One might expand this list of past examples of how our country’s citizens and elected officials have responded to fearful events with shameful actions. I want to highlight a share of our political leaders’ current rhetoric concerning the Ebola virus that I believe illustrates how important it continues to be for our officials to discipline their personal ambitions for the public good when they might otherwise play on popular fears. It is likewise essential for citizens to be able to discern when would-be leaders are manipulating their emotions for personal aggrandizement or to gain office or power. Here, for example, is what CBS News reported concerning what Senator Rand Paul (R-KY), an ophthalmologist, and a likely GOP candidate for the presidency in 2016, had to say recently concerning the West African Ebola virus epidemic:
With millions of Americans already worried about the Ebola virus, Sen. Rand Paul, R-Kentucky, fanned the flames by suggesting that the risk of infection is greater than global medical authorities say—and that the Obama administration is misleading the public about it. In footage from CNN of his speech at Plymouth State University in New Hampshire, the prospective GOP presidential candidate called Ebola "incredibly contagious," and told the crowd that the virus can be spread to another person standing three feet away. He also said he believes the White House is withholding this information. "If someone has Ebola at a cocktail party they're contagious and you can catch it from them," said Paul. "[The administration] should be honest about that." Public health officials say our decades of experience dealing with Ebola outbreaks in Africa has proven that's not the case. "Should you be worried you might have gotten it by sitting next to someone?" Dr. Tom Frieden, director of the CDC, said Wednesday. "The answer to that is no." Sen. Paul also claimed that Ebola is easier to contract than AIDS. "You're not going to get AIDS at a cocktail party. No one's going to cough on you and you're going to get AIDS," he said (http://www.cbsnews.com/news/sen-rand-paul-says-dangers-of-ebola-are-downplayed/).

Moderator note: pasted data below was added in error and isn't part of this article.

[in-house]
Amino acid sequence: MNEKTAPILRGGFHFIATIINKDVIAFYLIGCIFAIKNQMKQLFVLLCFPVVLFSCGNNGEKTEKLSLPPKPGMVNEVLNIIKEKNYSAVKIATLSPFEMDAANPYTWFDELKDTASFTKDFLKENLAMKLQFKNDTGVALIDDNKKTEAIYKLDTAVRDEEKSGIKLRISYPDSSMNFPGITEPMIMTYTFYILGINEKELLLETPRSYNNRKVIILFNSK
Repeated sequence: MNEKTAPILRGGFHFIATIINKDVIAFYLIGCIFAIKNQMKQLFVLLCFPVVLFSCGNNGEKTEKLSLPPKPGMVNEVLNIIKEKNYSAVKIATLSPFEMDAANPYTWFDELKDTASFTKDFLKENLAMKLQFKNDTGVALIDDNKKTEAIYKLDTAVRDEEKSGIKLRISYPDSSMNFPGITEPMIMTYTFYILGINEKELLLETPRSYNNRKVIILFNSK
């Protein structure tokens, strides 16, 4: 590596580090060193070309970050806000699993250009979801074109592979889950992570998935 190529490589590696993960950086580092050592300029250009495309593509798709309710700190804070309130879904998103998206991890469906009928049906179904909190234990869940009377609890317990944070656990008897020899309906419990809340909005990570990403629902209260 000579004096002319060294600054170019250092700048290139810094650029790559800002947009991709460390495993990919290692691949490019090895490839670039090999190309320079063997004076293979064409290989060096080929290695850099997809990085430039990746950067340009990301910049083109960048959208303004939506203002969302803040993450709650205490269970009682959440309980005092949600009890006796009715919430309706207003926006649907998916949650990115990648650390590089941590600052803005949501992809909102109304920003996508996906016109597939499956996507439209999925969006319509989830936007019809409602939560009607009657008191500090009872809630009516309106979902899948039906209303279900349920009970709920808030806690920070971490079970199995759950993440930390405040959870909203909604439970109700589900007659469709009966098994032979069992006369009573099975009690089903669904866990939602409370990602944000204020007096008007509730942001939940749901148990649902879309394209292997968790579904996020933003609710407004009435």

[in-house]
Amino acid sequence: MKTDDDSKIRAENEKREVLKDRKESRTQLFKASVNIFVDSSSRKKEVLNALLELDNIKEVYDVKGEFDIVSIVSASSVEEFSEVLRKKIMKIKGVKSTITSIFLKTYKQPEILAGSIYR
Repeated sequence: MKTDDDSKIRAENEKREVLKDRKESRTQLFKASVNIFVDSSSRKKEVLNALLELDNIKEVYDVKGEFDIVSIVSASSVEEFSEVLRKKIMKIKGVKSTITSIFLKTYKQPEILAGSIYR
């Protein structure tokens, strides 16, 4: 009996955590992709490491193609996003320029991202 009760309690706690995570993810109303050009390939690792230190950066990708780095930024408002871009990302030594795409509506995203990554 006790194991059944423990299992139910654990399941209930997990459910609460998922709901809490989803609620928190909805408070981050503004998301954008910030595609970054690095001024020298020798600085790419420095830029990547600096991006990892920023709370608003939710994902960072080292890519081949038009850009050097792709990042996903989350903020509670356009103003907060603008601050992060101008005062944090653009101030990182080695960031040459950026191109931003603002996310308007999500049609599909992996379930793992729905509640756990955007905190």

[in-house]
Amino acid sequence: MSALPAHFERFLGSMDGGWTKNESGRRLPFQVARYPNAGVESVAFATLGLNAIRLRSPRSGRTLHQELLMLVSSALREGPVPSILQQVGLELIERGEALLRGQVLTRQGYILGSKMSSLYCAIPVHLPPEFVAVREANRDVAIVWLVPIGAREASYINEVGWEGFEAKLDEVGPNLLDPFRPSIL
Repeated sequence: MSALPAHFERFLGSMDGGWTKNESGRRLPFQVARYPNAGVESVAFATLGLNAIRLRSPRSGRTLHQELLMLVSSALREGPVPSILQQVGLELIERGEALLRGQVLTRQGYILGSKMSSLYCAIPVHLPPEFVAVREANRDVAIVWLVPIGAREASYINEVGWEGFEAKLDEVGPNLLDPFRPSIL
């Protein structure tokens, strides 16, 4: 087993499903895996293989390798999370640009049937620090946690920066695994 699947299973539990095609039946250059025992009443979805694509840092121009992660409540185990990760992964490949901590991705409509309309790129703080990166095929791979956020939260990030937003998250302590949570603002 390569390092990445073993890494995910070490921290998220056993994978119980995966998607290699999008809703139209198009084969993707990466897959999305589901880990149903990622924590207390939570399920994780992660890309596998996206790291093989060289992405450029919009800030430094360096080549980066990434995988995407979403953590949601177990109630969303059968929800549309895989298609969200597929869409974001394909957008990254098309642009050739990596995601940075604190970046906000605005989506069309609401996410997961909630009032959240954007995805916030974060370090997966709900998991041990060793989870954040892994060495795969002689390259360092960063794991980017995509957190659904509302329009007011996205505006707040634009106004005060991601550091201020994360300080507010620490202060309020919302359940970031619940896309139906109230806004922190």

In short, Paul chose falsely to “fan the flames” of citizens’ concerns, in the face of decades of contrary public health evidence, to gain media salience and positioning in campaign politics. It is difficult not to label this for what it is: profoundly irresponsible behavior that might further fuel misplaced public hysteria. Meanwhile, Louisiana Governor Bobby Jindal (R) has used the virus situation as fodder for his anti-immigration campaign and has called for closing the American border to people from West Africa, whether known to be infected or not.
Sadly, this list of recent lamentable rhetoric by American public officials could be extended. What it suggests is the dearth of any self-imposed limitations among potential presidential candidates concerning what they might say to exploit the electorate’s fears (already overblown, in this case) for personal gain. Should their actions and statements result in widespread public hysteria concerning the Ebola situation, history suggests that injustice will occur. This situation underscores how important it is for reporters and analysts to characterize this behavior as the jingoism it is, and for citizens to take steps to inform themselves more fully to avoid manipulation. The present Ebola scenario illustrates one of the most enduring and difficult challenges of democratic governance: preserving the rights of all citizens in fear-filled situations, while avoiding the imposition of majority tyranny. This public health challenge may be regarded as a test of our nation’s capacity for self-governance, and one that too many of our leaders and citizens are surely failing thus far.